And while it may build hand and finger strength, that does not mean that your pass will look any better. Sure, the transposing of the two packets will be executed with lightning speed because your hands are used to holding a heavier "deck"...but: What about angles? What about timing and misdirection? What about that pinky I saw move a tiny tiny tiny bit? Steel cards won't help with that.

I open to opinions from people who have actually purchased the pass trainer and used it for more than 6 months to really gauge how it has helped with their pass.

Good luck on that speed, Mr. Gonzales. Get it? Speed? Gonzales? Speedy Gonz--nevermind...

Mike

IDK how good/bad can a Pass Trainer bring to me~I just know that Akira Fuji used that to practice his pass for many years and his passes DO look great at all (good speed and angle)---- Therefore, I guess I still want to give a try? =]
 

WitchDocIsIn

Elite Member
Sep 13, 2008
5,772
2,879
I think it is fantastic that you want to learn how to execute a pass with speed, accuracy and perfection. Hell, not many out there THINK they need to. I just don't see the point in purchasing a $30 deck of steel cards to help with a move that has been in print for how long now?

So, because a move has been in print a hundred years, I shouldn't bother to look for new and improved ways to train it? Every art refines and changes its methods of training and execution over time. When the pass was the dominant sleight out there, cards were just card board with no 'air flow' finish, either. Should we all switch back to those? No, that would be ridiculous. Why wouldn't we use new methods and technologies to train?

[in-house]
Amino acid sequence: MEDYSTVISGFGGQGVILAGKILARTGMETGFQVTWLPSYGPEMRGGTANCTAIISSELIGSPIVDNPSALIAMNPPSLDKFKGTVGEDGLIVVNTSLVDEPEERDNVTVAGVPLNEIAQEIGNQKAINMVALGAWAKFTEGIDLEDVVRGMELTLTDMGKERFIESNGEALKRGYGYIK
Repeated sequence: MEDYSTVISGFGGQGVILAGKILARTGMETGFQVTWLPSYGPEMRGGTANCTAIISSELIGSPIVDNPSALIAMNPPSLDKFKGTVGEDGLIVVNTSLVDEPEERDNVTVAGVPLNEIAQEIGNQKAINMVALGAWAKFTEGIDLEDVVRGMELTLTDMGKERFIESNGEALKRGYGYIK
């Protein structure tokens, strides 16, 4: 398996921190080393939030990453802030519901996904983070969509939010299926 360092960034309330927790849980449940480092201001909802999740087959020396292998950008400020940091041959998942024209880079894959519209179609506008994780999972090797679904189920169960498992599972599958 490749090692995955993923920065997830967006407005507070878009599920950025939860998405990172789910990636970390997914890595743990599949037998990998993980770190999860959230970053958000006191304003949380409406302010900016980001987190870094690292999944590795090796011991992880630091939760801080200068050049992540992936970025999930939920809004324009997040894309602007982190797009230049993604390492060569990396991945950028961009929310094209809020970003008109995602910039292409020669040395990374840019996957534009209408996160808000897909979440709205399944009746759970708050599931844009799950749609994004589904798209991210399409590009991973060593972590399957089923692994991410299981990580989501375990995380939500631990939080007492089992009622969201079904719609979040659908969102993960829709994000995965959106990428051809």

Sure, the idea of something to build up hand and finger strength is great. But all I was asking was out off all of the greats before us and with us now...how many of them used anything besides rubber bands to help with their pass?

I have no idea. And honestly, you don't either. We have no idea what the 'greats' did other than what they wrote about, or what was written about them. For every book out there, there's probably thousands of magicians that never published anything. We have no idea how good they were, or how they learned their skills.

Dingle used blocks of wood to help with his pass, true. But Honestly, does a "pass trainer" feel like a deck in your hands? Does it bow right when executing the sleight? I just don't see the point in spending $30 on something like this is all.

Yes, it does. It feels like a very solid, heavy deck of cards. The dimensions are the same. It doesn't bow at all when I execute a pass, but then neither does a regular deck of cards. I can see spending $30 on it, especially when it previously sold for $80 plus shipping from Japan. You're fully entitled to your opinion, of course, but honestly I am getting a "You're stupid for using this" vibe from your posts and that rubs me the wrong way.